On the east end the Pinnacles and Avocet came into view, a perfect photo opportunity of our boat was trumped by the catamaran that anchored in front of us, and hid our boat from us. While hoping the wind would flip so we could see our boat, we had the opportunity to interview a UNAM researcher who was suiting up for a snorkel around the reef. He shared that the boobies are very territorial birds and that the blue-footed boobie is extremely useful in the ecosystem because it is considered a “bioindicator” species, meaning it reflects both the condition of ocean and marine productivity by modifying its diet and the growth rate of its chicks according to the availability of food. We thanked the researcher for his time then continued to observe the nesting birds on the shore, watching the water breath in and out of the tidepools and listen to the researchers chat in their camp hidden behind the trees.
Eventually we hiked back to the southside where Winglet waited for us. I was hot, and quick to wade into the water and float for a while just taking in the sounds and views of our surroundings before we motored back to Avocet.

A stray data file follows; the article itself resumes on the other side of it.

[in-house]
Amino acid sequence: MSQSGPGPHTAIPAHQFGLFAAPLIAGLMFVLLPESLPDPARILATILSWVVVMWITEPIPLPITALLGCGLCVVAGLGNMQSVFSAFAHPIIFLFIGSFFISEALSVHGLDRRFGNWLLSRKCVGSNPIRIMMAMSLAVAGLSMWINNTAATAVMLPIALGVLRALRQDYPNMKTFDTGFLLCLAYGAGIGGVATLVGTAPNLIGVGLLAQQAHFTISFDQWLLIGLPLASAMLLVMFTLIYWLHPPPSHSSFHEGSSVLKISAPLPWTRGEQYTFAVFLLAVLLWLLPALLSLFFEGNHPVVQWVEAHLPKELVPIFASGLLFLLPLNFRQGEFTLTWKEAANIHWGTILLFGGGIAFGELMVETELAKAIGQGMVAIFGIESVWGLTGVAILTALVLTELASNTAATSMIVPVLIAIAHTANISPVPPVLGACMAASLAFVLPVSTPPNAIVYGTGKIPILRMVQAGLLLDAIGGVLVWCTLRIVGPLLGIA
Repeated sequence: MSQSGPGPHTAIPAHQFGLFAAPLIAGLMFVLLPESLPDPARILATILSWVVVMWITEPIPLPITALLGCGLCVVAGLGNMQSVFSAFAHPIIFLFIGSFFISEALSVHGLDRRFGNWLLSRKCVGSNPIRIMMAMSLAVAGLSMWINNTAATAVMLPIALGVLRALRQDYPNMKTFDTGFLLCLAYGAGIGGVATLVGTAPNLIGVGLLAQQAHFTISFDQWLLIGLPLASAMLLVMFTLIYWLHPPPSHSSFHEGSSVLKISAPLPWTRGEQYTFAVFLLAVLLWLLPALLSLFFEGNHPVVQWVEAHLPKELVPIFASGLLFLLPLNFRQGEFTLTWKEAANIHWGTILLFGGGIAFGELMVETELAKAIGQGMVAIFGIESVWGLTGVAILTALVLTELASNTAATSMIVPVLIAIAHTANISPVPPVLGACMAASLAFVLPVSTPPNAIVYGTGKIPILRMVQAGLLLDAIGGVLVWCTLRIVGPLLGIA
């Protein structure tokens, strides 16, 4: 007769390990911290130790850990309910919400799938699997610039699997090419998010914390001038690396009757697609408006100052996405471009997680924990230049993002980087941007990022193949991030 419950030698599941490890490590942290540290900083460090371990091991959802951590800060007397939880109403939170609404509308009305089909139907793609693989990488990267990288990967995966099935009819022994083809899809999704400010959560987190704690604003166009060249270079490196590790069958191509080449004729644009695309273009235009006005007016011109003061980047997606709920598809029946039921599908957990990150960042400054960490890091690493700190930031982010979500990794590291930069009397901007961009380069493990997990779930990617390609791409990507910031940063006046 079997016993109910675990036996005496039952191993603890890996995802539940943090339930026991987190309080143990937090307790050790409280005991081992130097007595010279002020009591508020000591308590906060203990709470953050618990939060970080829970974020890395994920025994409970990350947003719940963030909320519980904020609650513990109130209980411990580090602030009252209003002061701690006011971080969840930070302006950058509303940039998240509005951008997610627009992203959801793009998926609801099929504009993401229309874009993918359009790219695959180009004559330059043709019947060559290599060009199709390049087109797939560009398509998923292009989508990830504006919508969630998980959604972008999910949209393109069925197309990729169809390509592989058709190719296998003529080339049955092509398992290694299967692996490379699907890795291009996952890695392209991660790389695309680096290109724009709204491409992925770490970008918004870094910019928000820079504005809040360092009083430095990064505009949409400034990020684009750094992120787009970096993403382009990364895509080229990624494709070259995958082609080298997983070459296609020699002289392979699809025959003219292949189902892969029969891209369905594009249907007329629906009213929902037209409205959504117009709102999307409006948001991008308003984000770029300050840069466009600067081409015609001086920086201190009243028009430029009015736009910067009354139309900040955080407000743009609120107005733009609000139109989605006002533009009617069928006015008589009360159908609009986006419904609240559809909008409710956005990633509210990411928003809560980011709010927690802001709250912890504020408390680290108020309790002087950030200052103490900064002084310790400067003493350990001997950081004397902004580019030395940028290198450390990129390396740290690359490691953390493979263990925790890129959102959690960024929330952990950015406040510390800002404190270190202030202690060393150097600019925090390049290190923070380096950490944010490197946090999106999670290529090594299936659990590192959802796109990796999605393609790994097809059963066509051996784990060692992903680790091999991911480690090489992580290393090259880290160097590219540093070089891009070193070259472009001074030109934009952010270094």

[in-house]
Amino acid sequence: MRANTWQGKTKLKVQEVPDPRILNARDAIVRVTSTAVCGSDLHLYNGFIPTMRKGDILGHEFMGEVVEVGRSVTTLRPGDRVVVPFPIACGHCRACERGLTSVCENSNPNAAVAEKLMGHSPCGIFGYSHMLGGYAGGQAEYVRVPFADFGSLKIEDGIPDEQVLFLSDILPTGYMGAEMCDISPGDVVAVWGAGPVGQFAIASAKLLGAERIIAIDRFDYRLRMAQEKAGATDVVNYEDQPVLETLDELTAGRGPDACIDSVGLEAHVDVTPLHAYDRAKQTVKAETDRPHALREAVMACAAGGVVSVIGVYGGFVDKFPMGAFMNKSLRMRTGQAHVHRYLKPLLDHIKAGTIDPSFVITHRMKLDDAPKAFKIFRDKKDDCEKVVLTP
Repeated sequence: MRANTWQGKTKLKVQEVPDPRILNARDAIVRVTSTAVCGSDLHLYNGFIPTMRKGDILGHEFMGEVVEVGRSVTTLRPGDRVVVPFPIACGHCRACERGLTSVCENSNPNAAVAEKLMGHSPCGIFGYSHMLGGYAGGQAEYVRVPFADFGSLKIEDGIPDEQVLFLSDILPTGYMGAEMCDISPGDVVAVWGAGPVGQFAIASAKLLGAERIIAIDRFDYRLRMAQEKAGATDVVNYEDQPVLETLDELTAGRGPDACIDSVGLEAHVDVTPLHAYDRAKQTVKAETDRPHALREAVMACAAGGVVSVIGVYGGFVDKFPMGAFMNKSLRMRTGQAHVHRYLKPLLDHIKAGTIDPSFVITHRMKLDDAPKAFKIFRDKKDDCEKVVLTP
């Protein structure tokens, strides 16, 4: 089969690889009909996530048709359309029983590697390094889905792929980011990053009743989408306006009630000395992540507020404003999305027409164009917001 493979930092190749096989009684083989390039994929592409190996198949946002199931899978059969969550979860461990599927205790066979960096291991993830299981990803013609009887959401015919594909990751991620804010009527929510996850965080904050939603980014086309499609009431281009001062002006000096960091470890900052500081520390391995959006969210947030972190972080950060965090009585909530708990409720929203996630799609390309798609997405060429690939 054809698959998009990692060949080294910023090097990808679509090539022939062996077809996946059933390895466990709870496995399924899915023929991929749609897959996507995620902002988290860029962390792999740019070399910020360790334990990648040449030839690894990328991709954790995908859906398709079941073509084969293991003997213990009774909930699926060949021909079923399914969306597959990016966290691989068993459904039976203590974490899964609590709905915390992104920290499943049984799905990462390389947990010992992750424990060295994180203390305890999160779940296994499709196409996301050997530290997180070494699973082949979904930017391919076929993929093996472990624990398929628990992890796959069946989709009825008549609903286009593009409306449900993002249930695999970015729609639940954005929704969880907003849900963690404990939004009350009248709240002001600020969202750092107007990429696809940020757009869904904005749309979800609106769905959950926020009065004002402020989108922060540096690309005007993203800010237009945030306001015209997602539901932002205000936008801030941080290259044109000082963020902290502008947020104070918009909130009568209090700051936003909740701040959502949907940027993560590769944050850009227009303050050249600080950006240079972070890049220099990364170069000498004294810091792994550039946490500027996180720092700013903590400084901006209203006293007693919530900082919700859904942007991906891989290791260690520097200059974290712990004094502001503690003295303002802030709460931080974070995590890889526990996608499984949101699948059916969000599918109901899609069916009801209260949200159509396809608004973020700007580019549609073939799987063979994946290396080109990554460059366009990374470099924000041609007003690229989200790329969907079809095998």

It’s funny to look back at all these photos of our time on Isabel, and to read my notes I took that I would use to write about later (hello, later, nice to finally meet you). At the time I had no idea how drastically our plans were about to change.
After a few days anchored at Isla Isabel we decided that it was time to finally cross the Sea of Cortez and reunite with our friends aboard Kessel, who we had parted from in Cabo San Lucas a few months prior. The fog was thick that morning, wetting every surface it kissed with its monotone gray surrounding us like a bed sheet. Chris and I were already off to a rocky start that day, probably due to nerves, but in retrospect the whole morning just seemed off, as if the universe was trying to warn us of what was to come. After some bickering (I don’t even remember about what) the anchor was up and we were motoring out to the wind line that we had hoped would carry us across the sea to La Paz but about an hour in the engine began to knock.
If you remember, we experienced a runaway diesel incident back in November while enroute to Morro Bay. The high pressure fuel pump was the culprit and since we were still in California, we were able to find a “reputable” diesel mechanic (that specializes in rebuilding injection pumps and injectors). We dropped the pump off, got it “fixed” and went on our merry way to Mexico putting around 200 hours on the engine, believing everything had been resolved. Clearly, it was not.